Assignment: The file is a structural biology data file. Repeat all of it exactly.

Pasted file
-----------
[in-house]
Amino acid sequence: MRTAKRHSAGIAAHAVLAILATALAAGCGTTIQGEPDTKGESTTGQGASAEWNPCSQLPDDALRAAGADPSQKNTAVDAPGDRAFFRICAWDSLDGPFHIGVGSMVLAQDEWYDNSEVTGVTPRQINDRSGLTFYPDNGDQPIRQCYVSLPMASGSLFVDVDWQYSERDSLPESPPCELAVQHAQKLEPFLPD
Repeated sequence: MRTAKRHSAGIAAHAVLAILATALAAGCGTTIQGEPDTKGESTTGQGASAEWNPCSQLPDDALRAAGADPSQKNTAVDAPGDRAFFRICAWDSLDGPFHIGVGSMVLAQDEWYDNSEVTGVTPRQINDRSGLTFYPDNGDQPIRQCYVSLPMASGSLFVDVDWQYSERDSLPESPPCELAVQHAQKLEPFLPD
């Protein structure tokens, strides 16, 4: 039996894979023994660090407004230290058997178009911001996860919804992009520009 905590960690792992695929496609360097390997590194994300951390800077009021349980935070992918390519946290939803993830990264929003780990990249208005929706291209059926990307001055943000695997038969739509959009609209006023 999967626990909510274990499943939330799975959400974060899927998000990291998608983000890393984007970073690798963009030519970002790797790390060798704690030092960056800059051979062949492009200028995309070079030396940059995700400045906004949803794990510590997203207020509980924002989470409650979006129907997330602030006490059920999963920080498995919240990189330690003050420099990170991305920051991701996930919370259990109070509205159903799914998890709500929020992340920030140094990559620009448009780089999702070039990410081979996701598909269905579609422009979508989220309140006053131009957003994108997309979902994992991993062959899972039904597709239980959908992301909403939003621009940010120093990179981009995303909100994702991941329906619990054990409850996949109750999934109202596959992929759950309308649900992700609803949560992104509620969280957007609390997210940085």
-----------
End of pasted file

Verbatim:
[in-house]
Amino acid sequence: MRTAKRHSAGIAAHAVLAILATALAAGCGTTIQGEPDTKGESTTGQGASAEWNPCSQLPDDALRAAGADPSQKNTAVDAPGDRAFFRICAWDSLDGPFHIGVGSMVLAQDEWYDNSEVTGVTPRQINDRSGLTFYPDNGDQPIRQCYVSLPMASGSLFVDVDWQYSERDSLPESPPCELAVQHAQKLEPFLPD
Repeated sequence: MRTAKRHSAGIAAHAVLAILATALAAGCGTTIQGEPDTKGESTTGQGASAEWNPCSQLPDDALRAAGADPSQKNTAVDAPGDRAFFRICAWDSLDGPFHIGVGSMVLAQDEWYDNSEVTGVTPRQINDRSGLTFYPDNGDQPIRQCYVSLPMASGSLFVDVDWQYSERDSLPESPPCELAVQHAQKLEPFLPD
């Protein structure tokens, strides 16, 4: 039996894979023994660090407004230290058997178009911001996860919804992009520009 905590960690792992695929496609360097390997590194994300951390800077009021349980935070992918390519946290939803993830990264929003780990990249208005929706291209059926990307001055943000695997038969739509959009609209006023 999967626990909510274990499943939330799975959400974060899927998000990291998608983000890393984007970073690798963009030519970002790797790390060798704690030092960056800059051979062949492009200028995309070079030396940059995700400045906004949803794990510590997203207020509980924002989470409650979006129907997330602030006490059920999963920080498995919240990189330690003050420099990170991305920051991701996930919370259990109070509205159903799914998890709500929020992340920030140094990559620009448009780089999702070039990410081979996701598909269905579609422009979508989220309140006053131009957003994108997309979902994992991993062959899972039904597709239980959908992301909403939003621009940010120093990179981009995303909100994702991941329906619990054990409850996949109750999934109202596959992929759950309308649900992700609803949560992104509620969280957007609390997210940085």